• In November, conflict in northern Ethiopia continued to expand into southern parts of Amhara and east into Afar, driving further displacement. Conflict has spread further south from northeastern Amhara to South Wello, Oromia special, and North Shewa zones of Amhara. Additionally, conflict in late November was observed in Chifra Woreda in Zone 1 and some areas of Zone 5 of Afar. As of mid-November, some estimates indicate the displacement could be as high as 1 million people in Amhara and over 375,000 people in Afar. There are likely populations that have been displaced multiple times as conflict continues to shift. With the expected spread of conflict into areas of South Wello and North Shewa zones of Amhara, driving further displacement and disruption to livelihood activities, Stressed (IPC Phase 2) and Crisis (IPC Phase 3) outcomes are likely to emerge in early 2022. Concern continues to be high that conflict may shift and disrupt major trade routes between Djibouti and densely populated areas of Ethiopia. 

  • Conflict in other parts of the country and drought are also driving increased displacement. Since June, according to the government, nearly 335,000 people in Wollega and Guji zones have been displaced due to conflict. Intercommunal conflict also resulted in the displacement of over 40,000 people in East Hararghe. Overall, as households are fleeing conflict, they often leave behind their assets and face a sudden loss of livelihoods, driving significant declines in food and income access for these populations. 

  • As of November 25, deyr/hageya rainfall has largely failed, with less than 55 percent of average rainfall across most southeastern and southern pastoral areas where moderate to extreme drought conditions are present. With the forecast for a below-average March to May gu/genna season, there is high concern for a historical fourth consecutive poor rainy season, which would be historic on the forty-year rainfall record. Due to pasture and water shortages, livestock body conditions are poor to critical, milk production is limited to none, and atypical livestock deaths are ongoing. As of November 30, over 100,500 livestock have died in Borena and Guji zones, with the most significant losses in Borena. In Somali Region, as of mid-November, while livestock deaths are reported in many zones, deaths reported in Dawa Zone have reached nearly 120,000. Further large-scale livestock deaths are anticipated in southern and southeastern pastoral areas. In areas where cropping activities take place, the crops have failed. Livestock prices are expected to decline further and affect income and food access from purchase.  In Borena and Guji zones of Oromia and most parts of southern Somali regions, Emergency (IPC Phase 4) outcomes are expected to emerge in early 2022. Drought also affected cropping areas across the Rift Valley areas of SNNP and central Oromia regions, which is expected to drive persistent Crisis (IPC Phase 3) outcomes.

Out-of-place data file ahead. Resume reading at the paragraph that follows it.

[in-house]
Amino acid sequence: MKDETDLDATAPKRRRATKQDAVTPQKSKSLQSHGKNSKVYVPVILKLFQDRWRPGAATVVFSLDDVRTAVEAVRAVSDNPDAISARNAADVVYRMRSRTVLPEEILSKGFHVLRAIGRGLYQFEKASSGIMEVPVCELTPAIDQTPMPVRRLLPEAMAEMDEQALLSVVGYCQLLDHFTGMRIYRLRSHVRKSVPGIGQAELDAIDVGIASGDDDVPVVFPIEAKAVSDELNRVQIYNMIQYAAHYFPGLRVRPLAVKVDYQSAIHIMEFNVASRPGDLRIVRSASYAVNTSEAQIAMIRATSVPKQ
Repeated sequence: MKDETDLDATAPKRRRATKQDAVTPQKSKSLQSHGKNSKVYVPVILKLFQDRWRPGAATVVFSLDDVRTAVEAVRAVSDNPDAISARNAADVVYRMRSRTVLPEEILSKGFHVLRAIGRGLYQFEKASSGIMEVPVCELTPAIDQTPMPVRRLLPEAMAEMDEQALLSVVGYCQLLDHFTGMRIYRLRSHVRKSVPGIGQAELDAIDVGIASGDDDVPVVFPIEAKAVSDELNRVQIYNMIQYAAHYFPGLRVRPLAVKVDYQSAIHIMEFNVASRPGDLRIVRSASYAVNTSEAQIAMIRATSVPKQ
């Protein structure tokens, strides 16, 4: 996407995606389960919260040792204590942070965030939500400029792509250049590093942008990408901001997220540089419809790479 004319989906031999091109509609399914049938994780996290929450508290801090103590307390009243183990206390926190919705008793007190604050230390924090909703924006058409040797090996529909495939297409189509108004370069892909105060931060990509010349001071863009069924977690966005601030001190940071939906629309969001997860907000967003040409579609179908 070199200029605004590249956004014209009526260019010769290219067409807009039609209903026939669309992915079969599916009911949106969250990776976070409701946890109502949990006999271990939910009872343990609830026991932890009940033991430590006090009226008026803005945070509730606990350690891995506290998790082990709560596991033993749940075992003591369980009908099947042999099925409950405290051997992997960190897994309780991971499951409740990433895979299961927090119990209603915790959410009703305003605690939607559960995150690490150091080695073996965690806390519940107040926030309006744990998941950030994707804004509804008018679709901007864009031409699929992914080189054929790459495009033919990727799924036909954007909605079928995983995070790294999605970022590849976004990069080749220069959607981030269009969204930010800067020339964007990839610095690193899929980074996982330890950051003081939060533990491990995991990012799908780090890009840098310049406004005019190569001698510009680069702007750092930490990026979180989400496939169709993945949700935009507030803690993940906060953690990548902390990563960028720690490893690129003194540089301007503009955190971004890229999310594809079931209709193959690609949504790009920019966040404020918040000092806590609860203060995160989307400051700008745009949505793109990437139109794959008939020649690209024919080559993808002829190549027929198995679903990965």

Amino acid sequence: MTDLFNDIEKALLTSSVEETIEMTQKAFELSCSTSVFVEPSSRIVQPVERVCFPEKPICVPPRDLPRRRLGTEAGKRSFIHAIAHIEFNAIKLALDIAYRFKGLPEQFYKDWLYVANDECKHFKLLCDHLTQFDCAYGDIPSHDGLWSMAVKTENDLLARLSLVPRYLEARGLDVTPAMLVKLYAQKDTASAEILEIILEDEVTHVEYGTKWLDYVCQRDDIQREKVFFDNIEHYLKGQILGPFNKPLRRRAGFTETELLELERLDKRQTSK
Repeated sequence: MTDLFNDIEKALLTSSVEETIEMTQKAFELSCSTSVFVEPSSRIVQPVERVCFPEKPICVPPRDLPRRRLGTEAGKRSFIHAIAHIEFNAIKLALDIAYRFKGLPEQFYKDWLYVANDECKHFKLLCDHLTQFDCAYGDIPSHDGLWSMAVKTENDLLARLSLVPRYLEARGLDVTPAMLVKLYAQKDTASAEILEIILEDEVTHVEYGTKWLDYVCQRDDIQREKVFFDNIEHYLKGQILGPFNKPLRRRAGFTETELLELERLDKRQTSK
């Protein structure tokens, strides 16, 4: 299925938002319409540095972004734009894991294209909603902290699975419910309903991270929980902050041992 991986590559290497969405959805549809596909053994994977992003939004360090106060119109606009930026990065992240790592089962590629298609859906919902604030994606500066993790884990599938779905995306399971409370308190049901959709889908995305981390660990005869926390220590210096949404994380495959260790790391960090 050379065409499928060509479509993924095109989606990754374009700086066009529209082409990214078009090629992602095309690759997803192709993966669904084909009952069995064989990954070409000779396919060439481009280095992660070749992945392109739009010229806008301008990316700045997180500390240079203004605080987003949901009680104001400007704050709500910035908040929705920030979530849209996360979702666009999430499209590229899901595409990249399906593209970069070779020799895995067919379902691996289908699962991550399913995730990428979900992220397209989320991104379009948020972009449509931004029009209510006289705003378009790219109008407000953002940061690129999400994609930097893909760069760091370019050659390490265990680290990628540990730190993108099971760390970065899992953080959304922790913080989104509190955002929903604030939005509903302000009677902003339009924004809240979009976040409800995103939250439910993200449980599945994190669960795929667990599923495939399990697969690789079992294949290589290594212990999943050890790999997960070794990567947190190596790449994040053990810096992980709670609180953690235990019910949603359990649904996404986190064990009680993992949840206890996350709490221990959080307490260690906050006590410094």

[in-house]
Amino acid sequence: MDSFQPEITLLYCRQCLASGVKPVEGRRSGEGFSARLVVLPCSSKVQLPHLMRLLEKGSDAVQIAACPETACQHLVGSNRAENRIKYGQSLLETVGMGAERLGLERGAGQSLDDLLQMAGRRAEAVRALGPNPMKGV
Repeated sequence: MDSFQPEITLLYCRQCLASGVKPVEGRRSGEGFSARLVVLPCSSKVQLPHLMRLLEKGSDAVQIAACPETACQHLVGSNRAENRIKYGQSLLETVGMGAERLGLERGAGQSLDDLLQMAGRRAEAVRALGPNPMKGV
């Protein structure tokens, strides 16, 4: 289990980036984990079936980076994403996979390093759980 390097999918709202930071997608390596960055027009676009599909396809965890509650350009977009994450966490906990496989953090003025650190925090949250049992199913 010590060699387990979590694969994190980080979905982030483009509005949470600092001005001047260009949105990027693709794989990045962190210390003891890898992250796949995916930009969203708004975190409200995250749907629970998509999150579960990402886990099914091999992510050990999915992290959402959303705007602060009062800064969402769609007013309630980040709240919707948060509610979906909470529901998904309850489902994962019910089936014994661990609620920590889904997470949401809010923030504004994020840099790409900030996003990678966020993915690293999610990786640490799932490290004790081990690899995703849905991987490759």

About FEWS NET

The Famine Early Warning Systems Network is a leading provider of early warning and analysis on food insecurity. Created by USAID in 1985 to help decision-makers plan for humanitarian crises, FEWS NET provides evidence-based analysis on approximately 30 countries. Implementing team members include NASA, NOAA, USDA, USGS, and CHC-UCSB, along with Chemonics International Inc. and Kimetrica.
Learn more About Us.

Link to United States Agency for International Development (USAID)Link to the United States Geological Survey's (USGS) FEWS NET Data PortalLink to U.S. Department of Agriculture (USDA)
Link to National Aeronautics and Space Administration's (NASA) Earth ObservatoryLink to the National Oceanic and Atmospheric Administration's (NOAA) National Weather Service, Climage Prediction CenterLink to the Climate Hazards Center - UC Santa BarbaraLink to KimetricaLink to Chemonics